Revealing the identity of a retired Army major during the inquest of an IRA man shot by soldiers would hamper his ability to holiday in Ireland, a coroner has heard.
The former company commander with the Royal Scots regiment is due to give evidence at next month's inquest for Seamus Bradley, who was killed in disputed circumstances in Londonderry in 1972.
At a preliminary hearing in Belfast Coroners' Court, a lawyer for the Ministry of Defence urged the coroner to grant anonymity to the major and an ex-Army medical officer - citing concerns for their safety in the context of the ongoing threat posed by dissident republicans.
They were the latest of a number of anonymity applications heard by coroner Judge Kinney.
MoD barrister Mark Robinson said the ex-company commander grew up in Northern Ireland, and during the Troubles his Armagh home was targeted in a fire bomb attack.
He said he had been forced to sell an estate left to him by his parents due to fears for his safety.
"He is concerned as a result of giving evidence that he will be associated with the allegations in this case and can be easily traced," said Mr Robinson.
The lawyer added: "He holidays in Northern Ireland and the South and the witness is concerned it could curtail his ability to move freely around the island."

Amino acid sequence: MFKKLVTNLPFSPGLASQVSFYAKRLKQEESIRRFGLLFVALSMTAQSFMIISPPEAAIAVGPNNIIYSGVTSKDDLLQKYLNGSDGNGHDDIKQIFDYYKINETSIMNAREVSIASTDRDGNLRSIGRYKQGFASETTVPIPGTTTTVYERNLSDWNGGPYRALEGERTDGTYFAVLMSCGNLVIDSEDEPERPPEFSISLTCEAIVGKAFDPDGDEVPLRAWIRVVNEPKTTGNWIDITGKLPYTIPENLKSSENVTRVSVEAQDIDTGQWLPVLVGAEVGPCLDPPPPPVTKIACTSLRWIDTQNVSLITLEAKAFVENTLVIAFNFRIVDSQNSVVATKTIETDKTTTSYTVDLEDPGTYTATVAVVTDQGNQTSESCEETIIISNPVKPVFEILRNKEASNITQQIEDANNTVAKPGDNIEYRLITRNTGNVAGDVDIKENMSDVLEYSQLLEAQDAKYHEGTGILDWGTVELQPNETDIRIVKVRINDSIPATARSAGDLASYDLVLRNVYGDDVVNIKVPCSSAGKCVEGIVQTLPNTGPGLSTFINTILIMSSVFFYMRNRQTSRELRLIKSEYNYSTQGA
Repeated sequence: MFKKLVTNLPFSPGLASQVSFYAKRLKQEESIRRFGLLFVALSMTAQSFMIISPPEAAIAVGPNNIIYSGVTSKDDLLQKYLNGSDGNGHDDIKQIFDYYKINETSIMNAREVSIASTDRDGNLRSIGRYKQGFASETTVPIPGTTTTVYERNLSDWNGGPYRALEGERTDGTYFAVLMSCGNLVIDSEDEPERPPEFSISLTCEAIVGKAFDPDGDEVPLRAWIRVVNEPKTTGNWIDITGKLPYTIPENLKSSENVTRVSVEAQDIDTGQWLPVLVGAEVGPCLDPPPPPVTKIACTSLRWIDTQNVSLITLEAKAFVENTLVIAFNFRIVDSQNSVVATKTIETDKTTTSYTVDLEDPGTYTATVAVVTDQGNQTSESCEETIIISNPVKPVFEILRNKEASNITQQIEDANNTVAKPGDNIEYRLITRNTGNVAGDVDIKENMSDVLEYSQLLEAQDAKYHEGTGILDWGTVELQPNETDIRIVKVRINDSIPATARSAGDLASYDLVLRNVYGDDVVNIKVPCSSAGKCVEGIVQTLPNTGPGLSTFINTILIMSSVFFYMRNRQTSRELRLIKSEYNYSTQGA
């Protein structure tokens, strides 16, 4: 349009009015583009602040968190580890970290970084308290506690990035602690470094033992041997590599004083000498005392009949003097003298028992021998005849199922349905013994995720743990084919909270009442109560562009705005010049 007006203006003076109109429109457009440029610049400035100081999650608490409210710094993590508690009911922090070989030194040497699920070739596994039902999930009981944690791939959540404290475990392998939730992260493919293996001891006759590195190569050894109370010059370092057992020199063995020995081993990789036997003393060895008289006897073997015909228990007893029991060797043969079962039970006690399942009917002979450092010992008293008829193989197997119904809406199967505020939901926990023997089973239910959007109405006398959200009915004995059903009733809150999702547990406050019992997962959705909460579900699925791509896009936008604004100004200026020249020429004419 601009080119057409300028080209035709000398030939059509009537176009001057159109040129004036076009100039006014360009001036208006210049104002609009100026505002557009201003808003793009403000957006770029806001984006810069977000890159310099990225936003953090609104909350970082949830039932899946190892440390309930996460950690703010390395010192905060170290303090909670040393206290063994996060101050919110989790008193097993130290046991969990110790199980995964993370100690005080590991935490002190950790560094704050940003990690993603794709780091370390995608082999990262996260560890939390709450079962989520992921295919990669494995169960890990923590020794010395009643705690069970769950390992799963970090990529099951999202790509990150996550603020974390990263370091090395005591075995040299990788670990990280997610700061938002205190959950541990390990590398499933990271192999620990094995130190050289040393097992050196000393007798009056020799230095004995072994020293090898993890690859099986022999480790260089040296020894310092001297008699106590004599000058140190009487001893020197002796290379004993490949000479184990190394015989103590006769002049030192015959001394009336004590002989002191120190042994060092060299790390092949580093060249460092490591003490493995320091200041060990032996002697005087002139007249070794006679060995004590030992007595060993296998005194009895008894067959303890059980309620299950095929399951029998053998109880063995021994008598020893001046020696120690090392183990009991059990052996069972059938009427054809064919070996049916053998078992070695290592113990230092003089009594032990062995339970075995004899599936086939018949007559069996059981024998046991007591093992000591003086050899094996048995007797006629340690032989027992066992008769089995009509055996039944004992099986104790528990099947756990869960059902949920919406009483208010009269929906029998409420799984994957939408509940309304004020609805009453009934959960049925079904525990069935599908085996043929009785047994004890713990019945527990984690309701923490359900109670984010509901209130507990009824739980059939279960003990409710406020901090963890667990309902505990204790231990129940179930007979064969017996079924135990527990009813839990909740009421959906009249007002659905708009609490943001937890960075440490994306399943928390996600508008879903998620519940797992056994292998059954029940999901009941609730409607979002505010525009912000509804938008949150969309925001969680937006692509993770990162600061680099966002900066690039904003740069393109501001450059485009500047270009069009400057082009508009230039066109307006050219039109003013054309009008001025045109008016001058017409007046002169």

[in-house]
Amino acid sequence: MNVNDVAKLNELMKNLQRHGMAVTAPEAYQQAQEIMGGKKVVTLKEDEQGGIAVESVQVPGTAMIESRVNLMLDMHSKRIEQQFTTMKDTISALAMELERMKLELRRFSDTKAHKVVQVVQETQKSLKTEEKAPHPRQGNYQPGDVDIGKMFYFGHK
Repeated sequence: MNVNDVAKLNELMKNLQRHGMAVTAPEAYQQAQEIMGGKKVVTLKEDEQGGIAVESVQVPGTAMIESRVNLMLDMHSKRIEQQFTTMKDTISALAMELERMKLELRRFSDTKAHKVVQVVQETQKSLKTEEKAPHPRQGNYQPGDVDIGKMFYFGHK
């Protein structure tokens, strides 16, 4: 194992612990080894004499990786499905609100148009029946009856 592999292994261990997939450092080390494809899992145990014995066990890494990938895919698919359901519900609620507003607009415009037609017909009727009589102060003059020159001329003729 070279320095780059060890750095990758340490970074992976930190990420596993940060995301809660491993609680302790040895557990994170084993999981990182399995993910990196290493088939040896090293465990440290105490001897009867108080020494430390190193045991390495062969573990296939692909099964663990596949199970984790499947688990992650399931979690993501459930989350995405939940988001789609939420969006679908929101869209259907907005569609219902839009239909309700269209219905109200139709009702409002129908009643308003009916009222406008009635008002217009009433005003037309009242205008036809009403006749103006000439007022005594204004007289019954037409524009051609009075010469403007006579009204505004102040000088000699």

Mr Bradley, 19, was killed by soldiers during Operation Motorman - an Army attempt to gain control of republican areas in Belfast and Derry that had previously been considered no-go zones for the security forces.
The Army claimed the teenager was shot while he was in a tree and suffered additional injuries as he fell.
His family have alleged he was killed later, claiming he was taken away in an Army Saracen vehicle and alleging he sustained fatal injuries while being subjected to interrogation.
Mr Robinson said the inquest was set to examine allegations of "murder, torture and child abuse" and the major was concerned that revealing his identity would pose a "clear risk" to his safety.
A barrister representing the Bradley family argued against the MoD application.
David Heraghty QC said the major was a senior military officer in 1972 and had no direct involvement in the events on the ground in Derry that led to Mr Bradley's death.
Mr Heraghty said the witness did not have a high profile, so there would be no publicity or prior knowledge around any future trips to the island.
"He could continue to do so in the future without any particular concerns arising," said the lawyer.
Mr Robinson also pressed the case for the ex-medical officer's name to be withheld.
"He fears participation in the inquest will bring him to the attention of dissident republicans and someone may wish to cause him or his family harm as a result," he said.
The barrister said the witness had re-trained as a GP after leaving the services, so could be "very easily traced if his name was released".
Mr Heraghty questioned the grounds for the witness's concerns, highlighting that he was not involved in the killing in "any shape or form", with his role confined to certifying Mr Bradley's death in the back of the Saracen.
Judge Kinney said he would consider the anonymity applications and give a decision before the scheduled inquest start date on February 5.